Dr Bomi Framroze has served as Chief Scientific Officer of Hofseth BioCare since 2010. He has over 60 worldwide patents and publications in life sciences and chemical research.
To underline the potential he is unfolding in his research, he compares it to how penicillin was discovered:
“Living systems contain a tremendous amount of compounds that have potential therapeutic effects. Take penicillin as an example. It was found in fungus, its function was to protect the fungus from bacterial attack.”
A revolution in medicine happened because sir Alexander Fleming in 1928 by chance discovered this function.
“We have the same approach to salmon as Fleming had to fungus, we look for “unknown” compounds in salmonids that have therapeutic effect.”
“In conventional pharmaceutical research, pharmacologists start with a disease and consider what mode of action could be causing it.”
Instead of starting with the disease and working backwards, Hofseth BioCare starts with the a collection of compounds. And because the products are all-natural, they can be tested directly in vivo “live” animal models.
Hofseth BioCare’s researchers then look for biomarkers – for changes in the body of that animal that reflect known diseases. This could be inflammatory or changes in protein and/or gene-regulation – each of which has the potential to impact a disease.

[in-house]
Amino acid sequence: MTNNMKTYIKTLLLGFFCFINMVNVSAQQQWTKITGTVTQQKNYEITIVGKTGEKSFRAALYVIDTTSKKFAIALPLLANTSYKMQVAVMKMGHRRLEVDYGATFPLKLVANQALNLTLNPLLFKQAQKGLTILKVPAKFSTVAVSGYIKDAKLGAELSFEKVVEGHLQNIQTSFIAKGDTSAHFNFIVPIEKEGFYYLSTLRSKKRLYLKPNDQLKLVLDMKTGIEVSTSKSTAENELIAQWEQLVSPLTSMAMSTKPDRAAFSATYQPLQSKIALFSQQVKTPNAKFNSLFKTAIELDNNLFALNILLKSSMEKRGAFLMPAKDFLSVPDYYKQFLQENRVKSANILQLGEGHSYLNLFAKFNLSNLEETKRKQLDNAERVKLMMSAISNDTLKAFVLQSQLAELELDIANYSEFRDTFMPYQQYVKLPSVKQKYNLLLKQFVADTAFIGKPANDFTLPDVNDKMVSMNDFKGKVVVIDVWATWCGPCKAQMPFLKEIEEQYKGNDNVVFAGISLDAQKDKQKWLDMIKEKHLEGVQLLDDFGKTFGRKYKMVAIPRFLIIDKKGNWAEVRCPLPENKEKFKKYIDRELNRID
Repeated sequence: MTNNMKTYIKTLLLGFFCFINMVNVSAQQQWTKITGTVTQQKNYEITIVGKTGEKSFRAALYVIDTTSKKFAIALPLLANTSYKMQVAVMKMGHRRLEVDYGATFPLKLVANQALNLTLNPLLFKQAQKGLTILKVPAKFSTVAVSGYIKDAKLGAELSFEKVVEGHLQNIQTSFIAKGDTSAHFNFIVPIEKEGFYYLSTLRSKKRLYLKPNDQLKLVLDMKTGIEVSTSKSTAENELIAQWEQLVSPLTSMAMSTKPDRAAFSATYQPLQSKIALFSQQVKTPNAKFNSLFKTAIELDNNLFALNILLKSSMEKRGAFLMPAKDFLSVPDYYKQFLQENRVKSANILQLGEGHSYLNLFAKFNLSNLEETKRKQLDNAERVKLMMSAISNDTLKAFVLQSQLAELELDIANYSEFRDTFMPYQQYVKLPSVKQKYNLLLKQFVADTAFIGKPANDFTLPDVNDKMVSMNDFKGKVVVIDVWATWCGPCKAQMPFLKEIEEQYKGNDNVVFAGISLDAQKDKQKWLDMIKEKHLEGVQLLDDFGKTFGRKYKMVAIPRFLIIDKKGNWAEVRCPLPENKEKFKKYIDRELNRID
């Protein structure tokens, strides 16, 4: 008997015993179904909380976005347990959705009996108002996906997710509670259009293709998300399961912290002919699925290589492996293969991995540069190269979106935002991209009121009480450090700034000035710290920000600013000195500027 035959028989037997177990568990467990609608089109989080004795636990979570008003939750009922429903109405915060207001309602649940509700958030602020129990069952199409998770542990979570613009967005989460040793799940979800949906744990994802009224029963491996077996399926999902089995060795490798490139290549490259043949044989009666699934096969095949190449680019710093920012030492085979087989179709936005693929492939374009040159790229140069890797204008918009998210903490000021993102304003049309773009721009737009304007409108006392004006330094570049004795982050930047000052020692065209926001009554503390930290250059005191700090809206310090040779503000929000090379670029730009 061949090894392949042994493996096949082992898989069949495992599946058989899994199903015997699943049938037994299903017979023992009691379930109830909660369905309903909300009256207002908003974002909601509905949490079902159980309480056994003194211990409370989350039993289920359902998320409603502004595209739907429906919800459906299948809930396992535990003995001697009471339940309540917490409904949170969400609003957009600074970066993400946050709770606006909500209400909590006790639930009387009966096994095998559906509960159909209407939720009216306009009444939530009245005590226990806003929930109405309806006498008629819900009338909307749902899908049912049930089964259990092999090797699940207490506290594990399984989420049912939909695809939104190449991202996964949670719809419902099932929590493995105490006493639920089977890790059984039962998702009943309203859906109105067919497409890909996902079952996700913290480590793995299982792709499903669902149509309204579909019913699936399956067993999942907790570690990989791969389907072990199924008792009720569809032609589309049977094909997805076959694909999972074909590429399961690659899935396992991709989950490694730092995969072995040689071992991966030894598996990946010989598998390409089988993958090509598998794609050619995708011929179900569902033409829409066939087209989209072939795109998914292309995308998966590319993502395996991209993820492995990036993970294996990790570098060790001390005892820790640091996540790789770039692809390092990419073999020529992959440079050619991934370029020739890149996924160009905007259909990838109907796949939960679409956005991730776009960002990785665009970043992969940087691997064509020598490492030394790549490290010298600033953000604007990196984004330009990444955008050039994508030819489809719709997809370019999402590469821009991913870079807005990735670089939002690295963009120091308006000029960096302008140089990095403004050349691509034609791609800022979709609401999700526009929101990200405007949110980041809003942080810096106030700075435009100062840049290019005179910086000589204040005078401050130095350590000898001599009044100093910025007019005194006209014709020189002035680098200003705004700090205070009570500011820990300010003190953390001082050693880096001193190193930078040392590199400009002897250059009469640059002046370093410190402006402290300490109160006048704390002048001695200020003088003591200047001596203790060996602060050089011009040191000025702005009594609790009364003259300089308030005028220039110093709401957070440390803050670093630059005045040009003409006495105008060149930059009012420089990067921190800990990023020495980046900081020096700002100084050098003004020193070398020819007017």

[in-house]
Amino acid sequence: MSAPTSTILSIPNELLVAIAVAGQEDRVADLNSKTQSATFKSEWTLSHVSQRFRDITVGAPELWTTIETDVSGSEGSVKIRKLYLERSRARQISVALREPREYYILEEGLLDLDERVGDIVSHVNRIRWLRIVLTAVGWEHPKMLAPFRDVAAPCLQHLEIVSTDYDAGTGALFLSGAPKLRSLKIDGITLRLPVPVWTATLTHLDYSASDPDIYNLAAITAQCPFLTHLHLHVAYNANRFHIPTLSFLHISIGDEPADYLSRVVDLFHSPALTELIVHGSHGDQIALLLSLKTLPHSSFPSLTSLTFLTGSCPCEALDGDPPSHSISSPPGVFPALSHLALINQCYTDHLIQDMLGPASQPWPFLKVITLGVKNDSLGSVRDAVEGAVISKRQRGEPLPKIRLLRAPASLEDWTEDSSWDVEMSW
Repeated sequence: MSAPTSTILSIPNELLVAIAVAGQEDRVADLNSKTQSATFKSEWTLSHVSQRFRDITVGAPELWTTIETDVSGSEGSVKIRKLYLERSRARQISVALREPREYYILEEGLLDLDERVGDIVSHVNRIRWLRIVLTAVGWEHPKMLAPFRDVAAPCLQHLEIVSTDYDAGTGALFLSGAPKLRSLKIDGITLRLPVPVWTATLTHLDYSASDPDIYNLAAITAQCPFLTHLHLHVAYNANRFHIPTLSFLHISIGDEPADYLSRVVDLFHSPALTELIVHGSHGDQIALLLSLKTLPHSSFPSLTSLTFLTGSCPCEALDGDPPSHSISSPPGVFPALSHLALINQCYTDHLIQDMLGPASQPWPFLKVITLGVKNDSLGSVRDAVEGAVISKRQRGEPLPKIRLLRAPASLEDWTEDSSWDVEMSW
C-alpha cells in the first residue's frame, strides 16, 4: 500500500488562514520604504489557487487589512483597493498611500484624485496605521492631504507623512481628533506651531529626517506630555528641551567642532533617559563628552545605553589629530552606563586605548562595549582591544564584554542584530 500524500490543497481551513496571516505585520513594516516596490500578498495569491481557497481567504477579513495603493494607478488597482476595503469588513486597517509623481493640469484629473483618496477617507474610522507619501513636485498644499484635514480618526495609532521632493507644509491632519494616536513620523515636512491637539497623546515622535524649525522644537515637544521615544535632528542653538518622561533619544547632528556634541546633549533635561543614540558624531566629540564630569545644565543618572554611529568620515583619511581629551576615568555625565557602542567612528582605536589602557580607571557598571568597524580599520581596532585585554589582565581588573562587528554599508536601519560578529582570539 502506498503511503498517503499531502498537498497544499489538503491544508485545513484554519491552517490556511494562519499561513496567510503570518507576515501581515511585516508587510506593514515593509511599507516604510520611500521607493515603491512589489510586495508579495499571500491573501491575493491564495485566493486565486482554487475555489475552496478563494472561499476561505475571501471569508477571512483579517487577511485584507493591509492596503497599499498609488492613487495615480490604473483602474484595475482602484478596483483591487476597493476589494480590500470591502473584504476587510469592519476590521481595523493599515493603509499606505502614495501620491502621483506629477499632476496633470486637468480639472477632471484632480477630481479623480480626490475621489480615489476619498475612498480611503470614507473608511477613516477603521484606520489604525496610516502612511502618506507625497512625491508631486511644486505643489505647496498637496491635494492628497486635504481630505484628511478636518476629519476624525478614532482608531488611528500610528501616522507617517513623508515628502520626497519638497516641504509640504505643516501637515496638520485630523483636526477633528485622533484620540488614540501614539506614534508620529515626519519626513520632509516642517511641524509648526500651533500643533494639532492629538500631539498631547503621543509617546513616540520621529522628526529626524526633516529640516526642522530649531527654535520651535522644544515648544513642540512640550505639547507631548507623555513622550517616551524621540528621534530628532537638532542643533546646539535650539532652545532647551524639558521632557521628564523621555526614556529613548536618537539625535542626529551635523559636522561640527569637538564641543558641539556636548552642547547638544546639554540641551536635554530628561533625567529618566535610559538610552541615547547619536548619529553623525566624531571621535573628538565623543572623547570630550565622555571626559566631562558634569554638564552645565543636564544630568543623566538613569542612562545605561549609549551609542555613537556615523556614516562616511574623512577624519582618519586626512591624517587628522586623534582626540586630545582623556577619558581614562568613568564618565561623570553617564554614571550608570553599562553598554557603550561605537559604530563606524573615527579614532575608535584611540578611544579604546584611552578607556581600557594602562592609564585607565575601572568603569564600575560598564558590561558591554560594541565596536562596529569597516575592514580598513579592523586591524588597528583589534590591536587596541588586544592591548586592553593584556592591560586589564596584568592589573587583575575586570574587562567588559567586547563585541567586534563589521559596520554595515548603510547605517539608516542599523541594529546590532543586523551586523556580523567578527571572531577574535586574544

“This is how Hofseth BioCare discovered an effect on some critical biomarkers that are modulated by compounds present in Norwegian salmon, including: downstream LDL biomarkers such as oxLDL-GP1 for cardiovascular health; upregulation of the FTH1 gene for iron-deficiency anaemia treatment; and increases in adiponectin levels for healthy weight-loss treatment.”
By taking the opposite approach to pharmaceutical research, Hofseth BioCare has succeeded in jump-starting the process by safely testing in animal models and thereby showing in vivo efficacy from the outset.
“Combined with the much lower toxicity of natural peptides compared with chemical compounds, this has led to drastically reducing the failure rate. The end results are highly effective compounds that quickly proceed to human clinical trials and then to market.”